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Sand Springs Police Department Saves Thousands Using Electronic Ticketing Program

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New DigiTicket machines let officers write tickets electronically. New DigiTicket machines let officers write tickets electronically.
Thanks to going paperless, the Sand Springs Police Department has saved more than $70,000 in just one year. Thanks to going paperless, the Sand Springs Police Department has saved more than $70,000 in just one year.
"We were looking for something that was going to help us though the economic times. We're like everybody else, we are having to do more with less," said Assistant Chief Mike Carter, Sand Springs Police. "We were looking for something that was going to help us though the economic times. We're like everybody else, we are having to do more with less," said Assistant Chief Mike Carter, Sand Springs Police.

By Jennifer Broaddus, The News On 6

SAND SPRINGS, Oklahoma -- Green Country police departments have a ticket to success with a new electronic ticketing program.

Not only are they creating faster, safer traffic stops for officers and drivers, they're also creating jobs in Oklahoma.

"We were looking for something that was going to help us though the economic times. We're like everybody else, we are having to do more with less," said Assistant Chief Mike Carter, Sand Springs Police.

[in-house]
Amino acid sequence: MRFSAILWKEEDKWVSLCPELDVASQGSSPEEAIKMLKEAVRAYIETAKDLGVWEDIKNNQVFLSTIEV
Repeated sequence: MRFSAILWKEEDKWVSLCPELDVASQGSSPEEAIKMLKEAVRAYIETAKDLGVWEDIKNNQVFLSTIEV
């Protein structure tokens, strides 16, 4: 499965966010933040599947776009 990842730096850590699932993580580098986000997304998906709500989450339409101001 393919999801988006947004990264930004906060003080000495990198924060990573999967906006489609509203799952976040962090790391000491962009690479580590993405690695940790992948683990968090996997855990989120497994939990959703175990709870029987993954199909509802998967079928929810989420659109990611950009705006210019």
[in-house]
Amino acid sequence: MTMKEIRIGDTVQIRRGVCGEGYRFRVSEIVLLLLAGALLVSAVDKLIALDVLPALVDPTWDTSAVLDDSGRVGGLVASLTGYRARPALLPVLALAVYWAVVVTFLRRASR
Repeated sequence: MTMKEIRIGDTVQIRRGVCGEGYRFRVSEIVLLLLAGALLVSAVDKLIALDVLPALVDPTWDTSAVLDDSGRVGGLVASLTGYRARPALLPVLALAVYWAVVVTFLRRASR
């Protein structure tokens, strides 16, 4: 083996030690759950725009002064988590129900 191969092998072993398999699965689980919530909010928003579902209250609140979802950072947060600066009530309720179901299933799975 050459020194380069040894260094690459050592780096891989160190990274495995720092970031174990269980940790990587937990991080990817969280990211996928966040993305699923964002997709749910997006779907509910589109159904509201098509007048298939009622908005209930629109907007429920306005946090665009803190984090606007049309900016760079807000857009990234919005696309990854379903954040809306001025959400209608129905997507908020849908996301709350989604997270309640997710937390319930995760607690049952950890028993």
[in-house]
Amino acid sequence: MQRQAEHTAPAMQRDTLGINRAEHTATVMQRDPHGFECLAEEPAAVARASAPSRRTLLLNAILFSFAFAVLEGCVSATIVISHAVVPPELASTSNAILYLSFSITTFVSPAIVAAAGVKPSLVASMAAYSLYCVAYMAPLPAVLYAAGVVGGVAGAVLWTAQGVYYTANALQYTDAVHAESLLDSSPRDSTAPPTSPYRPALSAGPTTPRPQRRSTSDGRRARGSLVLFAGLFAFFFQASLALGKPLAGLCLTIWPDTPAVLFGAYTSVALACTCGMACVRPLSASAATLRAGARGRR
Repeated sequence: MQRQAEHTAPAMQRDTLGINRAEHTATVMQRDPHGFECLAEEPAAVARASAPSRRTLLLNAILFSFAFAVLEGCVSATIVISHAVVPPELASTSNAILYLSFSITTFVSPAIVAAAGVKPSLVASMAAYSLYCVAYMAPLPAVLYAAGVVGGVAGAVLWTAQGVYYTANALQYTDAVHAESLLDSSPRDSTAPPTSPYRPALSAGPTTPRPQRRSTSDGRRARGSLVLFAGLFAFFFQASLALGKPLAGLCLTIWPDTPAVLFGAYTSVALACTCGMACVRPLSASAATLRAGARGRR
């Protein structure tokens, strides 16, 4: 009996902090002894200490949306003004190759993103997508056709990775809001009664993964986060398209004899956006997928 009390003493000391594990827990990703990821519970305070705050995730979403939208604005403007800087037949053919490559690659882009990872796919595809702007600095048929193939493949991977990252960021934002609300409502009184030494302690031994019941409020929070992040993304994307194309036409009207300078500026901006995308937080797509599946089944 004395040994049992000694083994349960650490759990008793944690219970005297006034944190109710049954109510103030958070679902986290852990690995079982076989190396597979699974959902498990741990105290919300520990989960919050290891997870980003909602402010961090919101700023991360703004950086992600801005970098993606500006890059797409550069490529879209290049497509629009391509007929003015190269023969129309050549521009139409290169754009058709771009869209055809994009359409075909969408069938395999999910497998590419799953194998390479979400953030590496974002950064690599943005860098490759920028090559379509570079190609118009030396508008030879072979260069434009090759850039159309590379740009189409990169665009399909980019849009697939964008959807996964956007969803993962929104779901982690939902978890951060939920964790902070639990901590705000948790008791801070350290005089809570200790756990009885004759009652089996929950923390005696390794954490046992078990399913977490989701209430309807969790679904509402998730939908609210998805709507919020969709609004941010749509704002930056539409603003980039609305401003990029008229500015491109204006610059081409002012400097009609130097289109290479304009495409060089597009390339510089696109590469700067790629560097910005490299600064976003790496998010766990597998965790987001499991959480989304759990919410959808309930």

Going paperless was the answer for the Sand Springs Police Department. New DigiTicket machines let officers write tickets electronically. 

A small, hand-held device tracks the ticket from the traffic stop to the courtroom with only a small paper receipt for the driver. 

"One of the mandates from our city manager was that we couldn't start any programs that couldn't pay for itself," Carter said.

The police department used money from a JAG grant and drug forfeiture funds to pay for the new technology. And the purchase paid off, saving the department more than $70,000 in just one year.

"This program has been so successful in just the savings to the police department in man power and time and effort that we were able to show that immediately," said Carter.

DigiTicket is not only boosting the economy in Sand Springs, it's creating jobs across the state in Sapulpa, Broken Arrow, Krebs, Talala and Catoosa. 

"This is a technology that makes sense, not just in the United States, not just in Oklahoma, but really anywhere there are agencies writing traffic tickets," said Eric Fultz, Saltus Technology CEO & President.

Electronic tickets cut down on overhead costs at police departments, saving jobs for officers. DigiTickets are creating jobs at the Tulsa company that sells them. 

Saltus Technologies has grown 50 percent since February and company officials say they hope to hire more employees soon.

"We expect to grow by another 50 percent, which would be six of seven employees in the next 12 to 18 months," Fultz said. 

Saltus Technologies is already negotiating with police departments in Kansas and Missouri and hopes to sell their DigiTickets internationally soon.

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